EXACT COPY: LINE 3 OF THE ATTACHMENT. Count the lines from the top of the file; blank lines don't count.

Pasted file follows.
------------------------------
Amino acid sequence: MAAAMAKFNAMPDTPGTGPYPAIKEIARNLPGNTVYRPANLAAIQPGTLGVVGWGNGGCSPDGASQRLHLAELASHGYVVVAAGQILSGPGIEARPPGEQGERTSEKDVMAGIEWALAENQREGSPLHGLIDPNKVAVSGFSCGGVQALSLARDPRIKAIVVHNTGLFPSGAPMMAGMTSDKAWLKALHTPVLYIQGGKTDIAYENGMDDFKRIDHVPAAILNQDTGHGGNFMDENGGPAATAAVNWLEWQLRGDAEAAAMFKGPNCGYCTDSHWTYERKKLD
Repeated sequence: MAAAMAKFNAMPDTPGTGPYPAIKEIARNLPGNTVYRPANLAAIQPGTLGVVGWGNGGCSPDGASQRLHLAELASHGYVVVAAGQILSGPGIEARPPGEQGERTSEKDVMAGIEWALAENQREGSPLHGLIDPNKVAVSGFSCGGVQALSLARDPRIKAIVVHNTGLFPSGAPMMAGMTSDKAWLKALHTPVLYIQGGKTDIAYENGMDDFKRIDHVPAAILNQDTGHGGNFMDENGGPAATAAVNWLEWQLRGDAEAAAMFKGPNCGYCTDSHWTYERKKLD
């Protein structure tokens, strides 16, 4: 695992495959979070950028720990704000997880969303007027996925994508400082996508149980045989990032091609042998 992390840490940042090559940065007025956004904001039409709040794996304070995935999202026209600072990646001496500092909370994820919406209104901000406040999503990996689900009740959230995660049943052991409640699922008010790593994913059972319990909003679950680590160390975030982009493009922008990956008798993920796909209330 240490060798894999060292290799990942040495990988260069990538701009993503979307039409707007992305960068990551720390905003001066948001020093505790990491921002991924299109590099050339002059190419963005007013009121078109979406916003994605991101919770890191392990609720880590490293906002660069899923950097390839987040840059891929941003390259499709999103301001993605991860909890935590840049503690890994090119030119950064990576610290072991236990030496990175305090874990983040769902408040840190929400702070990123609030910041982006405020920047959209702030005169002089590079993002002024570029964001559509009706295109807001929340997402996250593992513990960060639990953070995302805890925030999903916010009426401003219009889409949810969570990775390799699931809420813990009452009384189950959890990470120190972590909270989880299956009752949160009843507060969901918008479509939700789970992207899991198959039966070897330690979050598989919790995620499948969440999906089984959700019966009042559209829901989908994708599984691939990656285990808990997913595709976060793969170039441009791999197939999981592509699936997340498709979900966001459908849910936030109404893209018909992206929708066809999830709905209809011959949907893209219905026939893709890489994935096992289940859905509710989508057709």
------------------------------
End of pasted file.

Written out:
């Protein structure tokens, strides 16, 4: 695992495959979070950028720990704000997880969303007027996925994508400082996508149980045989990032091609042998 992390840490940042090559940065007025956004904001039409709040794996304070995935999202026209600072990646001496500092909370994820919406209104901000406040999503990996689900009740959230995660049943052991409640699922008010790593994913059972319990909003679950680590160390975030982009493009922008990956008798993920796909209330 240490060798894999060292290799990942040495990988260069990538701009993503979307039409707007992305960068990551720390905003001066948001020093505790990491921002991924299109590099050339002059190419963005007013009121078109979406916003994605991101919770890191392990609720880590490293906002660069899923950097390839987040840059891929941003390259499709999103301001993605991860909890935590840049503690890994090119030119950064990576610290072991236990030496990175305090874990983040769902408040840190929400702070990123609030910041982006405020920047959209702030005169002089590079993002002024570029964001559509009706295109807001929340997402996250593992513990960060639990953070995302805890925030999903916010009426401003219009889409949810969570990775390799699931809420813990009452009384189950959890990470120190972590909270989880299956009752949160009843507060969901918008479509939700789970992207899991198959039966070897330690979050598989919790995620499948969440999906089984959700019966009042559209829901989908994708599984691939990656285990808990997913595709976060793969170039441009791999197939999981592509699936997340498709979900966001459908849910936030109404893209018909992206929708066809999830709905209809011959949907893209219905026939893709890489994935096992289940859905509710989508057709």